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Some basics about auto insurance laws in New Mexico?

On Behalf of | Jun 8, 2020 | Personal Injury

All New Mexico drivers must carry liability insurance on every motor vehicle they operate on a public roadway.  If you experience property damage or personal injury in an automobile collision, caused by another driver, his or her liability insurance policy should pay for your injuries, damages, and related expenses.

Learn about the auto insurance laws and limits that apply to New Mexico motorists:

Liability insurance policy minimums

Your automobile liability insurance must cover at least:

  • $10,000 per accident for property damage
  • $25,000 per person for bodily injury
  • $50,000 per accident for bodily injury

You may see this denoted as a 25/50/10 on your automobile insurance Declarations page.  Drivers can exceed these limits to avoid paying out-of-pocket in the event of an automobile collision-related liability claim/liability. Conversely, you can file a legal claim against a driver, responsible for an automobile collision, for medical bills, lost income and other damages that exceed the at-fault driver’s automobile liability coverage.

Auto insurance fault laws

New Mexico uses a fault system for automobile collision claims. When you suffer a serious injury or property damage, you can file a claim under your own collision automobile property insurance policy or the other at-fault driver’s liability insurance policy. In either case, the adjuster from the insurance company will review police report, property damage and witness statements to determine fault. When the adjuster finds the other driver was responsible for the collision, you can try and negotiate a settlement with his or her insurance company.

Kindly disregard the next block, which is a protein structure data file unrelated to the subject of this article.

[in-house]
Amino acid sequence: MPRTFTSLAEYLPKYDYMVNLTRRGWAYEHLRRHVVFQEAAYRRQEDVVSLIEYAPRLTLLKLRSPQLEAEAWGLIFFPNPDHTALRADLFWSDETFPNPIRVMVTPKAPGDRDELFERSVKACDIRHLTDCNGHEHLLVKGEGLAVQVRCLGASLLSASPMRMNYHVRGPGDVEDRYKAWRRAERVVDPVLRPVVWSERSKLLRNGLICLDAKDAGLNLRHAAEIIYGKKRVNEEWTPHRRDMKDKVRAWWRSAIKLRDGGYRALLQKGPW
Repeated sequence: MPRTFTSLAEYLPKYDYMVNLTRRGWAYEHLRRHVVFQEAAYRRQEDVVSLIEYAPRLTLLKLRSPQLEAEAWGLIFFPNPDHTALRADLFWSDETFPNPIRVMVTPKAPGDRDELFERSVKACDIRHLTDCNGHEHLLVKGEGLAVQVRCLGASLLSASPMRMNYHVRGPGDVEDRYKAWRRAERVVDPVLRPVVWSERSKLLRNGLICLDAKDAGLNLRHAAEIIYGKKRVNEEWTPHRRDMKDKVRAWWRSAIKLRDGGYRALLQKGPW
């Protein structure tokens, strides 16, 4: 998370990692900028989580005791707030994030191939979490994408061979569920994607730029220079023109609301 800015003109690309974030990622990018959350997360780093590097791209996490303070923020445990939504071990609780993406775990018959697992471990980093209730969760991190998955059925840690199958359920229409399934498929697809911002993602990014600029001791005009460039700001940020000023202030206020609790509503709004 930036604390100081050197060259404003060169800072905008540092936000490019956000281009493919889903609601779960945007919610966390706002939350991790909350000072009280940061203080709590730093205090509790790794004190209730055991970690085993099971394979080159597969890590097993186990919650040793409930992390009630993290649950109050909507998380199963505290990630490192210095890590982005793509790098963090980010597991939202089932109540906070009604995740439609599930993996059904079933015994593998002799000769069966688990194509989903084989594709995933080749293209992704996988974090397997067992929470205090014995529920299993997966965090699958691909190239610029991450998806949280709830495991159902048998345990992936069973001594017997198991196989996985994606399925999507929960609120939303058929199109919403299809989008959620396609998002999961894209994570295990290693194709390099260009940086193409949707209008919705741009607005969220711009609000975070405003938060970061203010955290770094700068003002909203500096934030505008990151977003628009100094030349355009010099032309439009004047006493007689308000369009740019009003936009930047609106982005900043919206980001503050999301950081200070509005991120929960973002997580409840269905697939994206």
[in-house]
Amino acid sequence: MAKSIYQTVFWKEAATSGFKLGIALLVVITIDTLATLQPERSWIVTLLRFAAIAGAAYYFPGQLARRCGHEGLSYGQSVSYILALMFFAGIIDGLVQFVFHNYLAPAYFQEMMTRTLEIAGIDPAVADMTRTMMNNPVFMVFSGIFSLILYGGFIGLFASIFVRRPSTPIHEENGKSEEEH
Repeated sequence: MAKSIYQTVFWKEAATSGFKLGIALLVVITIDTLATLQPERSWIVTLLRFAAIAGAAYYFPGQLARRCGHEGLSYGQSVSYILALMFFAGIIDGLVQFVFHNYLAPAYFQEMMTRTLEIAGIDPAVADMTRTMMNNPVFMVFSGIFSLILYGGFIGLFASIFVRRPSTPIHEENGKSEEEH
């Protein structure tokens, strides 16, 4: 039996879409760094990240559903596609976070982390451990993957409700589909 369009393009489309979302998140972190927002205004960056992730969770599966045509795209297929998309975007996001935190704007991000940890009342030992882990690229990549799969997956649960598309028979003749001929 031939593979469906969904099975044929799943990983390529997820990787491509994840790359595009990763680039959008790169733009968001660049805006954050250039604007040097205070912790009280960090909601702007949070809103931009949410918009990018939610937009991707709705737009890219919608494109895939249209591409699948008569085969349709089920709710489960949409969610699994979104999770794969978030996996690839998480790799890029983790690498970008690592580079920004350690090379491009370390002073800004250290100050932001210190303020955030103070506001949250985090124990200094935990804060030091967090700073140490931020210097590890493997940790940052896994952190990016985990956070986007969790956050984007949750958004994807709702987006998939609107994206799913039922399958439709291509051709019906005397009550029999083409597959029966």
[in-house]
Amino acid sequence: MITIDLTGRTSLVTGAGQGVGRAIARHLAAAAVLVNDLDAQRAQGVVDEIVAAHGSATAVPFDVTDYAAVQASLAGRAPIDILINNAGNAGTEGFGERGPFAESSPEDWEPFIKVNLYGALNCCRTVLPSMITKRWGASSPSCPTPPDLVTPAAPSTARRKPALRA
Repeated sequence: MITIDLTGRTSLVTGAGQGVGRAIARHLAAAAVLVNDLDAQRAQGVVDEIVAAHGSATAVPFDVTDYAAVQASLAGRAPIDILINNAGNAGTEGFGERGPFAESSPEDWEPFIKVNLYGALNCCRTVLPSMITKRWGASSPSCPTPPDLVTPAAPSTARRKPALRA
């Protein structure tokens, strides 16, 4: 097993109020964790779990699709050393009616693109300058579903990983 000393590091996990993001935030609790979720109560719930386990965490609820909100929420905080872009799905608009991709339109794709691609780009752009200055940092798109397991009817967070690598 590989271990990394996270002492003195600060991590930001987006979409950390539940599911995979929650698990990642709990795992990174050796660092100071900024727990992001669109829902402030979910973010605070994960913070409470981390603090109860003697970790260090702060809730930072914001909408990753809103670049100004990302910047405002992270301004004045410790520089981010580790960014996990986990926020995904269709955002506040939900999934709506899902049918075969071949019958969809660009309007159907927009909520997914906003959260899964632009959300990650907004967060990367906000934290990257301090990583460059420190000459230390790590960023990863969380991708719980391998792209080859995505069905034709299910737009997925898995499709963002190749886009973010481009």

Legal claims

When your automobile collision-related injuries resulted from the actions of a negligent driver, you must prove in court that he or she did not exercise reasonable care as a driver. For example, a successful personal injury lawsuit would establish the responsible driver was speeding, under the influence of drugs or alcohol or broke a traffic law that caused the collision.

New Mexico follows a pure comparative fault structure for personal injury claims. If you share fault with another driver, the court will reduce your damages award by your percentage of fault.